Sexual assault awareness, training, new initiatives and fraternities review

posted Sept. 16, 2021

A message to the Eastern Michigan University community from President James M. Smith:

Like so many colleges campuses, our campus community faces the significant and ongoing challenge of sexual violence and assault. This new school year, it is imperative for us, as a campus community, to reinforce our values on this important topic, outline the steps we are taking to keep our community safe, and to renew our commitment to always doing more.

Our values

Our University values, and my personal commitment, on this issue are straightforward and unwavering: Eastern Michigan University dedicates itself to preventing sexual assault on our campus and, more broadly, to providing a safe and supportive community that allows every student to achieve their academic and life goals.

The University is keenly aware of the recent concerns expressed by some students and others regarding their safety and the University’s handling of cases of sexual assault. I take those concerns with utmost seriousness because any failure to ensure that our students feel safe is inconsistent with our institutional values. No student can learn in an environment where they are unsafe. 

Our actions

Any commitment rings hollow, however, unless it is supported by action.

EMU has numerous programs and policies in place designed to prevent sexual assault, support survivors, hold perpetrators accountable, and increase awareness of this important issue. With the start of a new school year, we are also launching new initiatives to further these goals.   

These initiatives include:

  • Required annual Title IX training for students 
  • Expanded bystander training program
  • A survivors handbook will be distributed that includes information about how to work with the Title IX Office and how to support survivors of sexual assault

  • A new resource guide for employees addressing how to file a Title IX report and communicate with survivors
  • Training modules for employees about trauma-informed approaches that support survivors 
  • Clery Act training for 100+ University administrators 
  • The “Care for Survivors” program, that helps students provide peer-to-peer support to help others through trauma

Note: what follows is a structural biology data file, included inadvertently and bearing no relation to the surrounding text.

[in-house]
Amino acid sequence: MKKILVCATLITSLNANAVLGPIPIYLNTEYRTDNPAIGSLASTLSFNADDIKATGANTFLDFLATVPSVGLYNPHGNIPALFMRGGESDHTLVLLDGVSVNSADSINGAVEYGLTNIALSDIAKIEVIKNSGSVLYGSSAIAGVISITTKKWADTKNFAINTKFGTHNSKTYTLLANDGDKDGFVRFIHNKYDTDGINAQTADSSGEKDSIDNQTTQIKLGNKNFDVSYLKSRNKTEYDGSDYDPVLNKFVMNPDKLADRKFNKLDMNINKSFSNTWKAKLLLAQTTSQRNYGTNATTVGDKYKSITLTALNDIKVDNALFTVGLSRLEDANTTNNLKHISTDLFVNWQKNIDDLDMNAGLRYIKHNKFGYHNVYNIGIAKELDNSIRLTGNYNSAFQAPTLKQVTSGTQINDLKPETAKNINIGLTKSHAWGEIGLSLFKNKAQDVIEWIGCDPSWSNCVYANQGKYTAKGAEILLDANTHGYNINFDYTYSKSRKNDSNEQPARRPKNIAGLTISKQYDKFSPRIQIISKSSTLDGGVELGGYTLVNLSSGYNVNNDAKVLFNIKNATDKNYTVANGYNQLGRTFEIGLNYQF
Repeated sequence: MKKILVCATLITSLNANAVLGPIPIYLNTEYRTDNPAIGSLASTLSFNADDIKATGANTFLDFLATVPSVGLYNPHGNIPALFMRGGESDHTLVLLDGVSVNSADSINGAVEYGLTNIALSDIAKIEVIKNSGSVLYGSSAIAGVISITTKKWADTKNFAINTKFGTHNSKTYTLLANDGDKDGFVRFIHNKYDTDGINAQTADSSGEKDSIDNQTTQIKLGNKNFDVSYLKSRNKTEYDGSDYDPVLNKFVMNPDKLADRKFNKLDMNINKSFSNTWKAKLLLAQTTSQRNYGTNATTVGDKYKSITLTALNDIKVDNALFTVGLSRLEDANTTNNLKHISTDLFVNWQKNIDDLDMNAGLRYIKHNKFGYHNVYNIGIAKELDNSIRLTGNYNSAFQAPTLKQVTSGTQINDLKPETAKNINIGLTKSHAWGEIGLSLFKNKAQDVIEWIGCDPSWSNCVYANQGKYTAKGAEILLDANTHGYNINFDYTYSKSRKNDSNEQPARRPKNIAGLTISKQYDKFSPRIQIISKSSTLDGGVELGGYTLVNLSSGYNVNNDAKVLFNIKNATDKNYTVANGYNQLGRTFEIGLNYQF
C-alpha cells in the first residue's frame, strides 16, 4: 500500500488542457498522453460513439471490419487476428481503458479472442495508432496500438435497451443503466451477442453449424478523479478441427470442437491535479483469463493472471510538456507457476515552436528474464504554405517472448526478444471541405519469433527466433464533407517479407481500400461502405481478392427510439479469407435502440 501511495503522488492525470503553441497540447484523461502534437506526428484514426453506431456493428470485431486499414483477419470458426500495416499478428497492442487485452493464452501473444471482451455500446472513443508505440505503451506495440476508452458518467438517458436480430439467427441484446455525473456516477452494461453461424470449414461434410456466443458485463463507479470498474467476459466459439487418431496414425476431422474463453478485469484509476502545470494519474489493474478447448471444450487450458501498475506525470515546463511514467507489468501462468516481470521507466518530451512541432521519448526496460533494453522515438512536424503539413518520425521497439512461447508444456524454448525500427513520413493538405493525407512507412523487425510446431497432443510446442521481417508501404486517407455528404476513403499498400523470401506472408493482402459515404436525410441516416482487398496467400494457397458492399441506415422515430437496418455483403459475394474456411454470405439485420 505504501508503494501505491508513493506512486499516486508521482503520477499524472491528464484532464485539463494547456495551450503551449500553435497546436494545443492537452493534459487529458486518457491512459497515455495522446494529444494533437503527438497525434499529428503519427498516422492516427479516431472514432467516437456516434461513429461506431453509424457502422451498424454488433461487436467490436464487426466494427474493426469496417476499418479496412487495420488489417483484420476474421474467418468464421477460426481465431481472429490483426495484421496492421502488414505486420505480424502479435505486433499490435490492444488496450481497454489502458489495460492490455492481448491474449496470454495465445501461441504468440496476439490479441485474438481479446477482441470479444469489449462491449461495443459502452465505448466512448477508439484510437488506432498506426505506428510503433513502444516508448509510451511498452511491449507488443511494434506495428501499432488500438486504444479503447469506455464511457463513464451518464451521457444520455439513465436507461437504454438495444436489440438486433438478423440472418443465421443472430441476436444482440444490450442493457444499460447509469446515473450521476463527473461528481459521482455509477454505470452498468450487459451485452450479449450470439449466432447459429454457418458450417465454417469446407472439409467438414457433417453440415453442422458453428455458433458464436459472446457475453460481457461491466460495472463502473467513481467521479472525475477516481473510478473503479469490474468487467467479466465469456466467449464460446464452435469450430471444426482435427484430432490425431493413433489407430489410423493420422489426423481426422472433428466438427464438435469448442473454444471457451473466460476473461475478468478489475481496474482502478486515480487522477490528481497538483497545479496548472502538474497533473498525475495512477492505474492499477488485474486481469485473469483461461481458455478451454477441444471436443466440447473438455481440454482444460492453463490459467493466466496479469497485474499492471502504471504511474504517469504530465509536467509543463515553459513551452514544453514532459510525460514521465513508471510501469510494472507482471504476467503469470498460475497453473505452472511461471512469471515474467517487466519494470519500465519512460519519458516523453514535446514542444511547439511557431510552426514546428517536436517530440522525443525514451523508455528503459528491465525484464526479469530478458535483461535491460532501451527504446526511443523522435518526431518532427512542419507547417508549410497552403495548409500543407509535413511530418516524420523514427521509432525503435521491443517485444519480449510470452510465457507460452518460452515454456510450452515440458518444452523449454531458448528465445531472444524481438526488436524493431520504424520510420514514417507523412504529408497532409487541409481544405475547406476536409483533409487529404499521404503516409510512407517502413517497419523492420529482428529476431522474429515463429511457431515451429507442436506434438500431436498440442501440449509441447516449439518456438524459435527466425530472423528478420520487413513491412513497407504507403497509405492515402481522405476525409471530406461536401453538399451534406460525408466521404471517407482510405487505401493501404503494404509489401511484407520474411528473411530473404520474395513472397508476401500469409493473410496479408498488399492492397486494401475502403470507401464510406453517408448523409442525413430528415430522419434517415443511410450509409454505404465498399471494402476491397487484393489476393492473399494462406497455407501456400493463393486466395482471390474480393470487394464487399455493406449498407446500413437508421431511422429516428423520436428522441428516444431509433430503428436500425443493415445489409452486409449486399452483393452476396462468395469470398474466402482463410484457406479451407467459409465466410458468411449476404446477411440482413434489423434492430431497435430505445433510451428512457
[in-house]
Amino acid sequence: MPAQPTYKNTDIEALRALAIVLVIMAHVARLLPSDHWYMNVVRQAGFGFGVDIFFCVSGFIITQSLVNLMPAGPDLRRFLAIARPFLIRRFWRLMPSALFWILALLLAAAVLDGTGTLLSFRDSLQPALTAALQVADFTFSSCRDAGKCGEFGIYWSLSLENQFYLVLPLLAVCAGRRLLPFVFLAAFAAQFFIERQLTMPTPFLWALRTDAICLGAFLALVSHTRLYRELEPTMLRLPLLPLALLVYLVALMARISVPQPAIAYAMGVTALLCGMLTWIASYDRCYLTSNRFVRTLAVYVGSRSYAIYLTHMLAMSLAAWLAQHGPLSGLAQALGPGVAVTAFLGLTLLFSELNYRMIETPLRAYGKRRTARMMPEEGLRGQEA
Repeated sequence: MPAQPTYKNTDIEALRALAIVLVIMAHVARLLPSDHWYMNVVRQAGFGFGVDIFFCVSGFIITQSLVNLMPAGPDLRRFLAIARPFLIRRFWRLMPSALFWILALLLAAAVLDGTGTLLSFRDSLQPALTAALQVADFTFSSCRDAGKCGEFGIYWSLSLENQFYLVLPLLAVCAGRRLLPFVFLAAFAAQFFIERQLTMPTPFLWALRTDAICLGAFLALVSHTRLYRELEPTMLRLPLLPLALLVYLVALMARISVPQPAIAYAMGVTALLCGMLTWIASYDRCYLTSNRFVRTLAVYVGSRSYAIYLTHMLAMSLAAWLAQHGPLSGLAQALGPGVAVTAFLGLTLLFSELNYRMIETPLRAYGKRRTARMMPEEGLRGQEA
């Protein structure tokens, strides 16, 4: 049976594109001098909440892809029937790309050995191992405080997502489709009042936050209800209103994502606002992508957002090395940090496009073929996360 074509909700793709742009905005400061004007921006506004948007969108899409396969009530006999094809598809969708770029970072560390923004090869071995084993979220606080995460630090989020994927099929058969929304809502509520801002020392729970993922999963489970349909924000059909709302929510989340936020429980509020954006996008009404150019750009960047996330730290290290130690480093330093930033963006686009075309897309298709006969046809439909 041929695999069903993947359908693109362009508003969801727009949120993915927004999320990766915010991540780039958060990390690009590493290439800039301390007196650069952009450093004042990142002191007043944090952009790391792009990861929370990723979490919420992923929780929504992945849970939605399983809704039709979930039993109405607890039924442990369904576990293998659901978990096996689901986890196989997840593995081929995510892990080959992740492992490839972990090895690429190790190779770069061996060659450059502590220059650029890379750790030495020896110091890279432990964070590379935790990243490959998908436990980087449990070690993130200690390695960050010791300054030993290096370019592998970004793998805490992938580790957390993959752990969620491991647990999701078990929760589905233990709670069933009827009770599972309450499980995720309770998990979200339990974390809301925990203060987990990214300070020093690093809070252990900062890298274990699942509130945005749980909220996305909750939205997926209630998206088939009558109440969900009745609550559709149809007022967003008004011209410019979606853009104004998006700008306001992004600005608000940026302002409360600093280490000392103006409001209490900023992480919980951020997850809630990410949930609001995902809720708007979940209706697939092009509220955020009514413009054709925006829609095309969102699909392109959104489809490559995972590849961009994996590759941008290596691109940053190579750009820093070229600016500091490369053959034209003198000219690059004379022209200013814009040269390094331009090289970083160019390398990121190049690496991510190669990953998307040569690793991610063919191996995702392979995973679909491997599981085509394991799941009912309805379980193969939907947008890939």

Additionally, our Department of Public Safety (DPS) has numerous initiatives to support students and enhance campus safety. Many of our officers are Eastern graduates and they are passionate about working hand-in-hand with students. Their work includes:

  • Regular training for officers about how to investigate sexual assault allegations and support survivors

  • Over 1,000 security cameras throughout campus

  • Numerous safety and crime prevention programs, including a Rape Aggression Defense (RAD) program (a series of RAD courses began last week and the next series begins next month)

  • The Student Eyes and Ears for University Safety (SEEUS) program is returning. SEEUS, which is staffed by students, is available to escort students or employees on campus during late-night hours. 


Actions to support our values are critical, but we must also hold individuals and organizations accountable if they do not meet our high standards.

Our DPS investigates every claim of sexual assault it receives. The final decision about whether to pursue criminal charges in a particular case is made by the County Prosecutor, and the DPS supports the Prosecutor’s work. 

The University has initiated a review into complaints by individuals and organizations made against two fraternities, Delta Tau Delta and Alpha Sigma Phi. This process includes an evaluation of the fraternities’ future status on our campus. The University takes this process very seriously. We have a robust policy framework to guide this review and are moving aggressively.

And I want to make clear that any employee with an obligation to report sexual assault must do so and will face disciplinary action if they abrogate that responsibility.

EMU’s campus is a safe place. But as long as any student lives in fear of sexual assault, we have critical work to do.  We will not rest on our laurels; we will not stop searching for ways to improve our processes, our safety practices, our outreach, and our training. And as part of that work, we will continue to update the campus to improve awareness and understanding of these issues. Title IX and safety programs are vitally important, but their utility is diminished if our community does not know about them.  Our commitment to awareness and transparency is not a one-time effort. This will remain an institutional priority in the weeks, months and years ahead.

James Smith, Ph.D.